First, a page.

Friday, 25 September 2009

Visual Communication

Everywhere we look there are symbols controlling how we respond to the environment around us. From warning signs to recycling signs, we are submitted to constant visual directions.

For instance, think of the colour red...what does it make you think of? Danger? Love? Attention? Passion? I'm sure at least one of these were in your head. So why is it that this is the case? After all the colour red is just that - a colour. It has no meaning, does it?

When you are walking past someone in the street wearing red, do you immediately feel frightened? Why not? I mean red means danger doesn't it? What about love? Do you suddenly feel drawn towards them? Well maybe but chances are it is not because of the colour of top they are wearing.

Are designers to blame for these associations? After all, warning signs, whether you are in Britain or China, are all red. Red catches your eye and because of this Scientists have recommended it be used for signs that are supposed to grab our attention - it was only a matter of time before advertisers jumped on this bandwagon to sell products! Take for example, Coca Cola. When I asked the question before what you think of when you think of red, did any of you think of Coca Cola? It's hard to forget about 'Coke' though seeing as it almost presents itself to us everyday, whether on the shelves in shops or in sport (e.g. Olympics, football sponsors) we are aware of it. Originally designed for medicinal reasons it was John Pemberton who first discovered this addictive concoction that was a supposed cure of headaches and morphine addiction . Is it not ironic that now many people cannot go a whole day without their 'coke fix'? I am all for the use of colour helping us in everyday life but I don't want it to affect the choices I make. Scientists are using it to help us but designers are using it to sell their products, is this right?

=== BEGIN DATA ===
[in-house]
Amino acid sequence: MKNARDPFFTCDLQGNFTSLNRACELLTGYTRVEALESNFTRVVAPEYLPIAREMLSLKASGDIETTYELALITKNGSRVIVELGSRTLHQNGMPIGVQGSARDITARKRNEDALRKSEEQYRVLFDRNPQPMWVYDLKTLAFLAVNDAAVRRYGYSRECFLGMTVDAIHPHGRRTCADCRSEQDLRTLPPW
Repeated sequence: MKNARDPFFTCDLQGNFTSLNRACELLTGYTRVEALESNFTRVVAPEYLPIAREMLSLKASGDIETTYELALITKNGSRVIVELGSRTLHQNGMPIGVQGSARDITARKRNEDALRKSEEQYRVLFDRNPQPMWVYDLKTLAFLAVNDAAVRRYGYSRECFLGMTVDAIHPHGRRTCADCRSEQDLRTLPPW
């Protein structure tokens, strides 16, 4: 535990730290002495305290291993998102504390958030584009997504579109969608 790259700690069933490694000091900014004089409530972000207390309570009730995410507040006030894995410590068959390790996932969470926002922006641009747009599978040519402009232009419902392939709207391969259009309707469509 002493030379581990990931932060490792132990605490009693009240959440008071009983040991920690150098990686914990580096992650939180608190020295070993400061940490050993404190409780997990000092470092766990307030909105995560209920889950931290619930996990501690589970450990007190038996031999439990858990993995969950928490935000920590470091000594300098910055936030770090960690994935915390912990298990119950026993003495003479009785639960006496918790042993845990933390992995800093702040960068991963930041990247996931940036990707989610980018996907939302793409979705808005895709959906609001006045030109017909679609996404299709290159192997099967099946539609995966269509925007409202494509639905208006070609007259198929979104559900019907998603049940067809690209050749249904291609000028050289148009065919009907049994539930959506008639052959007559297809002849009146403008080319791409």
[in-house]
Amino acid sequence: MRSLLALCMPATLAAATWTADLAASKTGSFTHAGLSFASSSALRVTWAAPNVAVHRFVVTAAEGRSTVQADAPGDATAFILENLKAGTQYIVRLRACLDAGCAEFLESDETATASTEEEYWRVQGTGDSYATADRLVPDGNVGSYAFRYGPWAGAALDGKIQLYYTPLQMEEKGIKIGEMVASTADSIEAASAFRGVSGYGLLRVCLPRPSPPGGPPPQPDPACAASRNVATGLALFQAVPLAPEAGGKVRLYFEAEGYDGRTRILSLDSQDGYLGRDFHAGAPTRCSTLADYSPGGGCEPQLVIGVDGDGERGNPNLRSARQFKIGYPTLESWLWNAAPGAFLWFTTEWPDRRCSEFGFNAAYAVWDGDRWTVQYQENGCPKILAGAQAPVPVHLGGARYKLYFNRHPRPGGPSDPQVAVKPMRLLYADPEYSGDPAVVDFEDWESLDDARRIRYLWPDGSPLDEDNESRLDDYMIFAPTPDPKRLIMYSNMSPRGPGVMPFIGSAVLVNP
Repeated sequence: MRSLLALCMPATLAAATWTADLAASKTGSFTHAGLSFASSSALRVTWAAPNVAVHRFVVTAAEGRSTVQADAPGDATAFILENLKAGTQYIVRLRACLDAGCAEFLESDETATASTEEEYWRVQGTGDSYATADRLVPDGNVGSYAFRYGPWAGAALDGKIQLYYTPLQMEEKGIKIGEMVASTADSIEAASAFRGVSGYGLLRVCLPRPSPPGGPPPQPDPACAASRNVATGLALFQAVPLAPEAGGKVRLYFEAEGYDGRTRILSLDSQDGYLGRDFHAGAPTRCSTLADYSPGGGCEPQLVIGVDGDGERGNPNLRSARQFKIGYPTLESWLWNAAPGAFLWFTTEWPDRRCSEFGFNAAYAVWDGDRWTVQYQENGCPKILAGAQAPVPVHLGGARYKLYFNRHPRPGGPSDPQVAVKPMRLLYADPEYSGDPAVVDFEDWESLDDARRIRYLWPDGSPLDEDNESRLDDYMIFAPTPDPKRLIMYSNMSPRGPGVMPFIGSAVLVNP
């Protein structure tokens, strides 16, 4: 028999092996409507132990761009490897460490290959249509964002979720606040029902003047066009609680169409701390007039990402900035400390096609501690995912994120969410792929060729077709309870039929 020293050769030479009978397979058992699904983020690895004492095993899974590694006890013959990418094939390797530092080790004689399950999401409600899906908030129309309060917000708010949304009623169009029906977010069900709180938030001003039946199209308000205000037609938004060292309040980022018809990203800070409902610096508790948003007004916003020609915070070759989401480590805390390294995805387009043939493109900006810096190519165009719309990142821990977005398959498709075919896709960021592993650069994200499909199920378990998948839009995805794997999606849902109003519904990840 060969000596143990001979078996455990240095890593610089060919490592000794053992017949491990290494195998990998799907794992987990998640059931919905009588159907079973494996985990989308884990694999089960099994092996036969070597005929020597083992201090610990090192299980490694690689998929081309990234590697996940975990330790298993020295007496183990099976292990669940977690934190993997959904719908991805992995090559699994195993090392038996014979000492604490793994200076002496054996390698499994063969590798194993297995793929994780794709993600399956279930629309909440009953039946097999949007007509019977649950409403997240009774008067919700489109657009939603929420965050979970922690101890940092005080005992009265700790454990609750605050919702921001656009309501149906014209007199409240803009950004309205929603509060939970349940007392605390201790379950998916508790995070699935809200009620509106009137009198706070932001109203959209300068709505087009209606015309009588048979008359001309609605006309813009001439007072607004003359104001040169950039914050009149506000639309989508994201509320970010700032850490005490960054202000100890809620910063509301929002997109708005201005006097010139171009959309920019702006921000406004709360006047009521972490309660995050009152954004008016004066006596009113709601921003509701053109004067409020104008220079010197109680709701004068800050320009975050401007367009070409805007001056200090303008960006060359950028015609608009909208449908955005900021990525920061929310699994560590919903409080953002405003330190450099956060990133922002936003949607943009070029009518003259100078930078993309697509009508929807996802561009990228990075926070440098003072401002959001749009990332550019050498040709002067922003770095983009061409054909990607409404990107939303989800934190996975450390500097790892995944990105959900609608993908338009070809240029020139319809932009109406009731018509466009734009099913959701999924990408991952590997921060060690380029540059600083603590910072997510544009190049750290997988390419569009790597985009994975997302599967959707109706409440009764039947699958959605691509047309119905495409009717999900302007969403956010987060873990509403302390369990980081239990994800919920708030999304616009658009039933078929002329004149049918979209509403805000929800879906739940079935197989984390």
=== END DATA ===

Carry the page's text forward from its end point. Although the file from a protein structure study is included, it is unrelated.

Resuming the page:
With thanks:

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